Strange Animals, Lead Feet and Contagious Tents- Our First Weekend Back on the KaweahApril 25th, 2006 Robyn Suddeth
On Friday night, it took hours to get any food or service at our favorite restaurant in town, and strange animals started making noises at three in the morning. Then on Saturday, Brook “Lead Foot” Johnson found herself hiding from a very angry campground manager who was covered in the dust kicked up from her truck, and bad river karma was passed on to an unwitting guide through a harmless-looking tent. What in the world was going on in Three Rivers?!!
As may have been gathered, our first weekend back on the Kaweah wasn’t, as they say, smooth as “buttuh”. Don’t get me wrong- we had a great time seeing each other and the river again. It’s just that there were a few small kinks to make the weekend that much more interesting.
The most entertaining of all those “kinks”, however, is this story of the Contagious Tent:
As some of you know, my whole spring season last year wasn’t, to re-use a fabulous term, smooth as “buttuh”. The Tuolumne handed me my first flip in April of 2005, and then the Kaweah obliged with numbers 2 through 4. All of this action on the river earned me the (very competitive) title of, “Flipper.”
As far as I knew, however, this flipping habit of mine wasn’t contagious. Or so we all thought…
This last weekend, I brought a tent down to the Kaweah with me, because weather forecasts were predicting thundershowers. Not only did I bring a tent… I brought a four person tent so that my friends might also benefit from my incredible forsight. I was very proud of myself.
Well, it turned out that everyone else also possessed that incredible forsight, and was either planning on sleeping in the back of a truck, in their own tent, or in a gear shed. My bubble had been bursted. Here I thought I had brought something useful and helpful, and my big tent was practically empty!
Being the good friend that he is, Matt Nunes saw my dissappointment in my un-used tent on Friday night, and so on Saturday night moved his sleeping gear from the back of the truck into my tent. My pride had been re-stored, I was happy to get to share my shelter, and this should be the end of a very sweet story.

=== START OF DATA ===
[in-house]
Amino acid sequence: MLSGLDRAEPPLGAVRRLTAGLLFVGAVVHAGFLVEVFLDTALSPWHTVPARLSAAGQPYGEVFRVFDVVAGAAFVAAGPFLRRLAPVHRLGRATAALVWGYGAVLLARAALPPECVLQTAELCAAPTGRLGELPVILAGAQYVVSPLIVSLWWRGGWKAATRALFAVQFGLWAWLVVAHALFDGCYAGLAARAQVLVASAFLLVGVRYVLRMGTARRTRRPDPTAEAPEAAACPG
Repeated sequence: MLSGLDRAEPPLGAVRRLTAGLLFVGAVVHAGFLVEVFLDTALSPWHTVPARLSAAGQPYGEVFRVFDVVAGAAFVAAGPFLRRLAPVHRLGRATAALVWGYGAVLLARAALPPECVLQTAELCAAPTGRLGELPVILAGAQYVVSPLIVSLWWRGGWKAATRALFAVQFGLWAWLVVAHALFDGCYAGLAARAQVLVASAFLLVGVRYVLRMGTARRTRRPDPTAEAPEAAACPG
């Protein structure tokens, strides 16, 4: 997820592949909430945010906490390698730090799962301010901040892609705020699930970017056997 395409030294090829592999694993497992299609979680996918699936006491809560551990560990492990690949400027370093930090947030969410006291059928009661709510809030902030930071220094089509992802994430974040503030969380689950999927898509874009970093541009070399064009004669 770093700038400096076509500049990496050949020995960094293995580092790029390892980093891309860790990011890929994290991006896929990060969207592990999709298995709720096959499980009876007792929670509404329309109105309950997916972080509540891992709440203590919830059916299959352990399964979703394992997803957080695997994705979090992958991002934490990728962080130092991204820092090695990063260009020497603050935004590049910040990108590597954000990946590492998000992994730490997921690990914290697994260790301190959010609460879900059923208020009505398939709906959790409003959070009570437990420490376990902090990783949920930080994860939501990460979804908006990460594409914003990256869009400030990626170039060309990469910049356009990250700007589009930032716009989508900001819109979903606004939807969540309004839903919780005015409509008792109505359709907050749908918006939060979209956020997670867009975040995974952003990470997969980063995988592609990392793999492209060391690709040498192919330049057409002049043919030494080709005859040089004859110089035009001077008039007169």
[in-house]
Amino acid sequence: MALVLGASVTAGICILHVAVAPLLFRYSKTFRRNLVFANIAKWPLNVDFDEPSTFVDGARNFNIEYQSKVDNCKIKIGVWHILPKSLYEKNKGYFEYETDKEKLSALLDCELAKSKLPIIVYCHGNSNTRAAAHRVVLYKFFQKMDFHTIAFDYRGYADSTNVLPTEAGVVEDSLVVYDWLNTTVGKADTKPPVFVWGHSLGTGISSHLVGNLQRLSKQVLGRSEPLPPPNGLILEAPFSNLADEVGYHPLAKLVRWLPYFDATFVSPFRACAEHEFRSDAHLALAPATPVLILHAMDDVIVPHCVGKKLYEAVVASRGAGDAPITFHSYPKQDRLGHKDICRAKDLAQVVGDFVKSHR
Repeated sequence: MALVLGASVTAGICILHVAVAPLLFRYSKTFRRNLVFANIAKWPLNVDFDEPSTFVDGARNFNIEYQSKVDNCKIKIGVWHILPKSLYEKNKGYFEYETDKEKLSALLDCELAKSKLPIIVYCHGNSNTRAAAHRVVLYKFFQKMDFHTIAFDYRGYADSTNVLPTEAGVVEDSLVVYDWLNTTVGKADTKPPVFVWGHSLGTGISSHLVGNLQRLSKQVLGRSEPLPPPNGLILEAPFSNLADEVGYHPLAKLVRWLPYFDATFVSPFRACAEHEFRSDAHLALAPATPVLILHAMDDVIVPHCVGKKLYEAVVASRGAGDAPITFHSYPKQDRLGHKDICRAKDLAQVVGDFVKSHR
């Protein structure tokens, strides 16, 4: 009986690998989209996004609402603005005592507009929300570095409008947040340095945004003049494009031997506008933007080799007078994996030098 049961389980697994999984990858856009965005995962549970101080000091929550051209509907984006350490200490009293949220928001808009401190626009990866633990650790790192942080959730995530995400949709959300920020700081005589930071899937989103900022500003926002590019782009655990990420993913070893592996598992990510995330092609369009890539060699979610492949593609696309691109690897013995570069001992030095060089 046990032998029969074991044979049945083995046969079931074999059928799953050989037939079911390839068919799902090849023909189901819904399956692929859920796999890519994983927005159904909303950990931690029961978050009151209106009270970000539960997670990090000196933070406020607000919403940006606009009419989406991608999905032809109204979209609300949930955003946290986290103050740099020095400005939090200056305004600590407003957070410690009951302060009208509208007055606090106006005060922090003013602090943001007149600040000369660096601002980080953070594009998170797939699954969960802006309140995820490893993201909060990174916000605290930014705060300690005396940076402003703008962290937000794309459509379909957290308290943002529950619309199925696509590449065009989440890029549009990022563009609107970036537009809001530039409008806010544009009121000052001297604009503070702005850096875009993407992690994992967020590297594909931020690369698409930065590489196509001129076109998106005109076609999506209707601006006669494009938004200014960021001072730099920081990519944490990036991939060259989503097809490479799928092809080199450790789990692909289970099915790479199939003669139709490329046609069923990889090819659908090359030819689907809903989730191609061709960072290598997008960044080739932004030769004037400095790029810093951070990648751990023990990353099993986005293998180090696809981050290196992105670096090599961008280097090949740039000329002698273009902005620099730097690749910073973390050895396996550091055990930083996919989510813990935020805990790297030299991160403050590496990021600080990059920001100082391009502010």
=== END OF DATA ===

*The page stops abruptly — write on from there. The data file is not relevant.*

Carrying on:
But it’s not.
You see, on Saturday everything had gone really well on the river. Our guests were a bachelor party and a single enthusiast, and aside from one swim in Lower Slickies we all had a really smooth, fun day on the water.
On Sunday, the night after Matt had so kindly given some purpose to my huge tent, things seemed to be going just as well up until the very last hole in the very last rapid.
And then it happened. That hole grabbed his boat, sucked down the left tube, lifted up the right, and before they all could say “Hey I thought this only happened to Robyn!”, the boat was upside down and five new swim-team members were in the water.
Luckily, the river shortly thereafter flattens out into Kaweah Lake, and we had plenty of time and calm water to get everyone in boats and the raft back over.
Now, although it is true that the river is an unpredictable place and things like that can happen, we all nevertheless are always looking for ways to explain these occurances. And Matt found his right away.
As soon as we got back to camp, he shared it by saying:
“That’s the LAST time I sleep in your tent Robyn!”
But it’s all in good fun, and we wouldn’t be out there in the first place if there wasn’t the slightest chance that some things won’t go exactly as planned. But was Matt tempting fate by sleeping in a possibly marked tent???
We’ll never know. Maybe someone else should try sleeping in it and see what happens. Any volunteers??
(Alas, my poor tent may never reach it’s full potential.)